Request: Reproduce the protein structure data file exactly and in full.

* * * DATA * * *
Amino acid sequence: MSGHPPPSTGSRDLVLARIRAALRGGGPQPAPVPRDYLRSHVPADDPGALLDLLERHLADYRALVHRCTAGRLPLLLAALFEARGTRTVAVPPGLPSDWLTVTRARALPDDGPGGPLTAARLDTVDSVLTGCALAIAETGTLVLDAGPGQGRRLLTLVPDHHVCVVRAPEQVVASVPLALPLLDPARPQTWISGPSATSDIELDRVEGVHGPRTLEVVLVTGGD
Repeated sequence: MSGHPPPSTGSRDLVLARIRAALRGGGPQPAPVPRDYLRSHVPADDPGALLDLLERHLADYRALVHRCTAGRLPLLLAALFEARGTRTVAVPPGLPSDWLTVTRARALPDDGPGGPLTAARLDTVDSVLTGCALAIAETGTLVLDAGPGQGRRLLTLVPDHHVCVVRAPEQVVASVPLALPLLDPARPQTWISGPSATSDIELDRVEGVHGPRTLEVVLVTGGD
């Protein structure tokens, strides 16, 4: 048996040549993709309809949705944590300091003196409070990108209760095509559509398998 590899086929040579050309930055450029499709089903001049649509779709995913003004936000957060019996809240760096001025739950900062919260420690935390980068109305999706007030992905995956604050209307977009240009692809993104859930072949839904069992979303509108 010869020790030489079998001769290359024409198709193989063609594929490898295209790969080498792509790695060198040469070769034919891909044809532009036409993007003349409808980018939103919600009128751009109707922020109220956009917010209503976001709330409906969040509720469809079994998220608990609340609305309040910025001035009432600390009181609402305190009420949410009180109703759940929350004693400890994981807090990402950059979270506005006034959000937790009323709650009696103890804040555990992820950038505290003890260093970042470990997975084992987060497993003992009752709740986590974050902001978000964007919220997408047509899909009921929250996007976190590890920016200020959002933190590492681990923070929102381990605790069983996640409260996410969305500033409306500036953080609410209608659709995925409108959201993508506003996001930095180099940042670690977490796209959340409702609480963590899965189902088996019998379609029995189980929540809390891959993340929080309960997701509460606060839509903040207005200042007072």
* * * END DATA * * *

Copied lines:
Amino acid sequence: MSGHPPPSTGSRDLVLARIRAALRGGGPQPAPVPRDYLRSHVPADDPGALLDLLERHLADYRALVHRCTAGRLPLLLAALFEARGTRTVAVPPGLPSDWLTVTRARALPDDGPGGPLTAARLDTVDSVLTGCALAIAETGTLVLDAGPGQGRRLLTLVPDHHVCVVRAPEQVVASVPLALPLLDPARPQTWISGPSATSDIELDRVEGVHGPRTLEVVLVTGGD
Repeated sequence: MSGHPPPSTGSRDLVLARIRAALRGGGPQPAPVPRDYLRSHVPADDPGALLDLLERHLADYRALVHRCTAGRLPLLLAALFEARGTRTVAVPPGLPSDWLTVTRARALPDDGPGGPLTAARLDTVDSVLTGCALAIAETGTLVLDAGPGQGRRLLTLVPDHHVCVVRAPEQVVASVPLALPLLDPARPQTWISGPSATSDIELDRVEGVHGPRTLEVVLVTGGD
């Protein structure tokens, strides 16, 4: 048996040549993709309809949705944590300091003196409070990108209760095509559509398998 590899086929040579050309930055450029499709089903001049649509779709995913003004936000957060019996809240760096001025739950900062919260420690935390980068109305999706007030992905995956604050209307977009240009692809993104859930072949839904069992979303509108 010869020790030489079998001769290359024409198709193989063609594929490898295209790969080498792509790695060198040469070769034919891909044809532009036409993007003349409808980018939103919600009128751009109707922020109220956009917010209503976001709330409906969040509720469809079994998220608990609340609305309040910025001035009432600390009181609402305190009420949410009180109703759940929350004693400890994981807090990402950059979270506005006034959000937790009323709650009696103890804040555990992820950038505290003890260093970042470990997975084992987060497993003992009752709740986590974050902001978000964007919220997408047509899909009921929250996007976190590890920016200020959002933190590492681990923070929102381990605790069983996640409260996410969305500033409306500036953080609410209608659709995925409108959201993508506003996001930095180099940042670690977490796209959340409702609480963590899965189902088996019998379609029995189980929540809390891959993340929080309960997701509460606060839509903040207005200042007072």